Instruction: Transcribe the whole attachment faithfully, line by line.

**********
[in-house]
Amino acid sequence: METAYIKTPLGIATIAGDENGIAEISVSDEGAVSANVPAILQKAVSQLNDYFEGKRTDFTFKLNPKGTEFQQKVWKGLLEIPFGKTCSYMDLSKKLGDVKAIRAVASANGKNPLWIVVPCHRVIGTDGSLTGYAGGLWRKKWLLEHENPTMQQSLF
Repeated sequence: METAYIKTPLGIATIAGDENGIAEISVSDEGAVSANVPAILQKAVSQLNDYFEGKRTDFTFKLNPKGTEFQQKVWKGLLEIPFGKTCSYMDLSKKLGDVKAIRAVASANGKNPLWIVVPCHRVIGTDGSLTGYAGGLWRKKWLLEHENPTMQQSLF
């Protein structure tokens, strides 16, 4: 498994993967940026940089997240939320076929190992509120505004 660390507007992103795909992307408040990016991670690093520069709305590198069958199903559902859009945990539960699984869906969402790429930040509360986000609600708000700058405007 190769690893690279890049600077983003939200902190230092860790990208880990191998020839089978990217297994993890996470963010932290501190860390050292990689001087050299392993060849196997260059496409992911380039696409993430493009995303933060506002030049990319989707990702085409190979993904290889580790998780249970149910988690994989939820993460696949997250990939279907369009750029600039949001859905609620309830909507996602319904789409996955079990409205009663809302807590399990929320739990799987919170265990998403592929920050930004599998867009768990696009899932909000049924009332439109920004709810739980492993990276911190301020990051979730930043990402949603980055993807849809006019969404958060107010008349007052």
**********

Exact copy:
[in-house]
Amino acid sequence: METAYIKTPLGIATIAGDENGIAEISVSDEGAVSANVPAILQKAVSQLNDYFEGKRTDFTFKLNPKGTEFQQKVWKGLLEIPFGKTCSYMDLSKKLGDVKAIRAVASANGKNPLWIVVPCHRVIGTDGSLTGYAGGLWRKKWLLEHENPTMQQSLF
Repeated sequence: METAYIKTPLGIATIAGDENGIAEISVSDEGAVSANVPAILQKAVSQLNDYFEGKRTDFTFKLNPKGTEFQQKVWKGLLEIPFGKTCSYMDLSKKLGDVKAIRAVASANGKNPLWIVVPCHRVIGTDGSLTGYAGGLWRKKWLLEHENPTMQQSLF
């Protein structure tokens, strides 16, 4: 498994993967940026940089997240939320076929190992509120505004 660390507007992103795909992307408040990016991670690093520069709305590198069958199903559902859009945990539960699984869906969402790429930040509360986000609600708000700058405007 190769690893690279890049600077983003939200902190230092860790990208880990191998020839089978990217297994993890996470963010932290501190860390050292990689001087050299392993060849196997260059496409992911380039696409993430493009995303933060506002030049990319989707990702085409190979993904290889580790998780249970149910988690994989939820993460696949997250990939279907369009750029600039949001859905609620309830909507996602319904789409996955079990409205009663809302807590399990929320739990799987919170265990998403592929920050930004599998867009768990696009899932909000049924009332439109920004709810739980492993990276911190301020990051979730930043990402949603980055993807849809006019969404958060107010008349007052």